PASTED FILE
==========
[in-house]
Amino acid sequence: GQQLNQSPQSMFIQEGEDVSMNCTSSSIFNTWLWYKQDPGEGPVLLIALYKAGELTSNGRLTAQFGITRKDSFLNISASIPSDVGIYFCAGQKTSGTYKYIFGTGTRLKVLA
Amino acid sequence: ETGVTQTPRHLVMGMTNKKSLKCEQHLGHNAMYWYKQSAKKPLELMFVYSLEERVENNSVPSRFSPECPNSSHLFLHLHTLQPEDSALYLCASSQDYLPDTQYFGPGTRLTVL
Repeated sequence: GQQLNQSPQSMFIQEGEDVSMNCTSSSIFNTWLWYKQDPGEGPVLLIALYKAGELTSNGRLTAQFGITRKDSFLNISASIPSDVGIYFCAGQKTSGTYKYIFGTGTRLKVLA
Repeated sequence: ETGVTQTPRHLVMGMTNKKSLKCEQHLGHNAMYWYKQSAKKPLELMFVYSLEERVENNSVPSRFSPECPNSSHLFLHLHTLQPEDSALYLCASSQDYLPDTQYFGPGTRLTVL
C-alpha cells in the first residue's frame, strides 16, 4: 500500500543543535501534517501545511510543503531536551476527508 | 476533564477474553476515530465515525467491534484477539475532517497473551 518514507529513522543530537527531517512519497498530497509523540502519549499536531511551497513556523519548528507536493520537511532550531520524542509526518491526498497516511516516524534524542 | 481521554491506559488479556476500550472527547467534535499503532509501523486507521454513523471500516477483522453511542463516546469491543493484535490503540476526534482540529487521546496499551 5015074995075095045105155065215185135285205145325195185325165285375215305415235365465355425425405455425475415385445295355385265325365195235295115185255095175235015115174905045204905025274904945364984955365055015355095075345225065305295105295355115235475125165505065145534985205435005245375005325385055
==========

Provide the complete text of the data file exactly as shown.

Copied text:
[in-house]
Amino acid sequence: GQQLNQSPQSMFIQEGEDVSMNCTSSSIFNTWLWYKQDPGEGPVLLIALYKAGELTSNGRLTAQFGITRKDSFLNISASIPSDVGIYFCAGQKTSGTYKYIFGTGTRLKVLA
Amino acid sequence: ETGVTQTPRHLVMGMTNKKSLKCEQHLGHNAMYWYKQSAKKPLELMFVYSLEERVENNSVPSRFSPECPNSSHLFLHLHTLQPEDSALYLCASSQDYLPDTQYFGPGTRLTVL
Repeated sequence: GQQLNQSPQSMFIQEGEDVSMNCTSSSIFNTWLWYKQDPGEGPVLLIALYKAGELTSNGRLTAQFGITRKDSFLNISASIPSDVGIYFCAGQKTSGTYKYIFGTGTRLKVLA
Repeated sequence: ETGVTQTPRHLVMGMTNKKSLKCEQHLGHNAMYWYKQSAKKPLELMFVYSLEERVENNSVPSRFSPECPNSSHLFLHLHTLQPEDSALYLCASSQDYLPDTQYFGPGTRLTVL
C-alpha cells in the first residue's frame, strides 16, 4: 500500500543543535501534517501545511510543503531536551476527508 | 476533564477474553476515530465515525467491534484477539475532517497473551 518514507529513522543530537527531517512519497498530497509523540502519549499536531511551497513556523519548528507536493520537511532550531520524542509526518491526498497516511516516524534524542 | 481521554491506559488479556476500550472527547467534535499503532509501523486507521454513523471500516477483522453511542463516546469491543493484535490503540476526534482540529487521546496499551 5015074995075095045105155065215185135285205145325195185325165285375215305415235365465355425425405455425475415385445295355385265325365195235295115185255095175235015115174905045204905025274904945364984955365055015355095075345225065305295105295355115235475125165505065145534985205435005245375005325385055